The amount of arguing that goes on about whether man was designed to eat plants, is essentially an omnivore or, as I recently heard on a Ted Talks is a coctivore… meaning that we are the species that cooks – makes me laugh at times. Because essentially you might say that all those things are true or were true at any given period. Nothing is gospel.
We can look at the basics, though. It took a hell of a lot for man’s jaw to even evolve to the point where meat-eating became easier. There was one indisputable ingredient involved in that recipe too. Fire…. We figured out how to keep it going and that lead to… cooking; making meat and other things that were previously inedible due to our own physical inadequacies, soft enough to comfortably consume. Enter: the coctivore. But the bottom line is that regardless of the fact that man learned to eat meat and even had to as a matter of survival during the Ice Ages, our bodies original design was not geared towards this.
And it’s not just about teeth.Maybe I’m wrong but unless you count Lee Press On Nails, I haven’t exactly seen a lot of claws out there either. Similarly our digestive tracts are completely prohibitive as well. The human liver has a low tolerance for uric acid, a by-product of digesting animal protein. In contrast the liver of carnivorous animals contains uricase, an enzyme specifically used to break down this acid. The stomach juices of carnivores are ten times more acidic than ours. Why? So they can more efficiently break down the high concentrations of animal protein that constitutes their diet. As for the digestive tract, the carnivore has a short intestine so that it can quickly eliminate the acidic waste matter produced by animal protein; ours is about thirty feet of twists and turns. It’s not exactly easy in, easy out. The human digestive tract is designed so that food can pass through slowly, allowing us to fully absorb minerals and nutrients provided by fruit and plant matter. These will naturally break down and move on through our bodies at a much quicker rate than animal protein. Obviously, in the course of our ‘original design’ not much thought was given to the absurd fact that we would be passing everything and the kitchen sink through there… hell, there’s things we eat that make meat seem like a good choice in comparison. Have you ever noticed too that carnivorous animals can eat raw meat and not get sick? Why do you think that is?
There is an interesting dichotomy here; many claim that the reason our brains developed to the point that we actually evolved into the intelligent species we are today (and I think you would agree that that is sometimes debatable), is as a result of cooking that essentially ‘grew’ our brains through an overabundant source of protein. Maybe that’s true but, the fact is, the rest of our bodies haven’t changed enough to handle this.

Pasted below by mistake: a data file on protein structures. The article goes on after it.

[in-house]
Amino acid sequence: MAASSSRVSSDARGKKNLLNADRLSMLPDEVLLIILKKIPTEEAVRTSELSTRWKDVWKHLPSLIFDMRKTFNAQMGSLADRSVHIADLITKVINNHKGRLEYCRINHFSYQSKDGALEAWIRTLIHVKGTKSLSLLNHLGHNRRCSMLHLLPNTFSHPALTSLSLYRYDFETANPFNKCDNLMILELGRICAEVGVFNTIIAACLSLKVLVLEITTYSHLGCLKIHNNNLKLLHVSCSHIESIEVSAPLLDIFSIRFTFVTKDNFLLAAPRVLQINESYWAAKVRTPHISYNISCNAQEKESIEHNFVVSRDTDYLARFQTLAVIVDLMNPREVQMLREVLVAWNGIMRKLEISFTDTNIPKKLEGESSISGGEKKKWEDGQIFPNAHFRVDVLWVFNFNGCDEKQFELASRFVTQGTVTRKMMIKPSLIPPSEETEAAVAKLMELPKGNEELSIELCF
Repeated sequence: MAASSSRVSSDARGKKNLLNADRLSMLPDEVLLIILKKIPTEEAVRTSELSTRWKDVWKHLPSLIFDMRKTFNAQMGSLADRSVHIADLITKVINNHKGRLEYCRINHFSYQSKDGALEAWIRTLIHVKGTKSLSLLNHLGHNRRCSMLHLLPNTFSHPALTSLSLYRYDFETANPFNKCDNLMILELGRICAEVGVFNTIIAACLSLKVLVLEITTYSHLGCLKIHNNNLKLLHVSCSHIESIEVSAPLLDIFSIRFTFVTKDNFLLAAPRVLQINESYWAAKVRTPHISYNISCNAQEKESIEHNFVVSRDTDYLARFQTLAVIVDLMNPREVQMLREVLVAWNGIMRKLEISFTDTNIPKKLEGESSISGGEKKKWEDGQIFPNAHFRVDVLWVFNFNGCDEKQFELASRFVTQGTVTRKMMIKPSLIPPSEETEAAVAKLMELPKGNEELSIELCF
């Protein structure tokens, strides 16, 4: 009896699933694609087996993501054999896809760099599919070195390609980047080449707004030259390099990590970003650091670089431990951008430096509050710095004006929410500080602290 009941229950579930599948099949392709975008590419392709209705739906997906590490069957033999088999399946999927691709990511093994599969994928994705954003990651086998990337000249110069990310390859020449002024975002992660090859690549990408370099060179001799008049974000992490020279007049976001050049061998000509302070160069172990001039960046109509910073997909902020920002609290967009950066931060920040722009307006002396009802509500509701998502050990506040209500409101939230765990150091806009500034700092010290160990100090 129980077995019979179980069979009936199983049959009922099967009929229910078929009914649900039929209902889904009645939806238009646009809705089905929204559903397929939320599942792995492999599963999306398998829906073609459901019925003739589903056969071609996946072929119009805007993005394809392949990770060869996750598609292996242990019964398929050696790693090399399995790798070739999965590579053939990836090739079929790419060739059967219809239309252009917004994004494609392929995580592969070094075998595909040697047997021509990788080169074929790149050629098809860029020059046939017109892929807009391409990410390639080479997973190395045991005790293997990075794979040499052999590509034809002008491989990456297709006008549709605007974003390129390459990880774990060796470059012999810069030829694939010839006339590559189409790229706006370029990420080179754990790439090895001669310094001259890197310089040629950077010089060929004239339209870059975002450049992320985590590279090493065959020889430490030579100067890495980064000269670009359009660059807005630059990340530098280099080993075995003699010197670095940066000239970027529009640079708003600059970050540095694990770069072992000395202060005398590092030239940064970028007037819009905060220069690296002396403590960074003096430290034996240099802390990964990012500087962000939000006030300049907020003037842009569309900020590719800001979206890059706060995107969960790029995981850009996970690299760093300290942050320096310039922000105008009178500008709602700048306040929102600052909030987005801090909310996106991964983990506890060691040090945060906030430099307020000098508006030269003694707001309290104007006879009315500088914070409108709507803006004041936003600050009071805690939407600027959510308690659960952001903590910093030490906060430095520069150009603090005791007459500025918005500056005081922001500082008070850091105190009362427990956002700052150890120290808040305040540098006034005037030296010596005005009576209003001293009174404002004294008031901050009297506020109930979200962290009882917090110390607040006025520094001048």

Something just like this happened with the advent of the electric light too: all of a sudden the ‘day’ could be artificially extended and whereas that might be great for ‘getting things done’ our health, as a species, has suffered for it. Sleep deprivation is one of the main causes of illness. Our bodies are just not up to it; they are supposed to be in rhythm with the earth, not responding to a switch. The human body is stressed operating outside of its naturally prescribed environment. Enormous stress is placed on the human liver to process the excessive uric acid produced by animal proteins. The intestine is no better; the long, hot environment that the animal protein is required to pass through for digestion can actually cause meat to rot, encouraging bacteria to grow and causing toxicity mostly through ammonia by-product of high flesh food. Ammonia is extremely toxic to our system and its presence is associated with more rapid aging. Considering the amount of wrinkle creams sold every day in this country and the increasing use of botox, I think it’s safe to say that no one is aspiring to age.
We know that we need protein but the kind of protein we require is readily available from the amino acids in plants. The combination of plants and grains makes for complete proteins. No meat needed. The argument that animal protein is necessary to building muscle is a bogus claim. Some of the strongest, most impressive animals on earth get ALL of their protein from plants. Exhibit A: Elephants. Hippos, too. Maybe you don’t like to be compared to a hippo? OK. Well, check out our own close relatives… the great apes.
And take a look at this guy! He’s a vegan. And he doesn’t exactly look like he’s hurting for anything – least of all muscle.
Toxicity leads to aging. More than ever there is evidence that a plant based diet is optimal for health and beauty! And by beauty I don’t mean looking like Cindy Crawford but achieving your own personal best: when you put the right food into your body the reflection is good health. And that looks beautiful on everyone. They are right now completely redoing the ‘food pyramid’ to reflect new findings and the meat industry might suffer a bit of a blow. As we consume a plant-based diet, our body works more efficiently, eliminating toxins at a greater rate. This cleansing effect shows up in every aspect of our constitution promoting better sleep, greater energy, less illness and healthy hair, skin and nails. Whereas diets high in animal protein and dairy have been proven to contribute to a slew of health issues from headaches tlo cardiovascular disease, a plant-based diet contributes to our body’s peak performance.
Haven’t you heard? ‘Green’ is the new Black so let’s all get with the program and go for the green!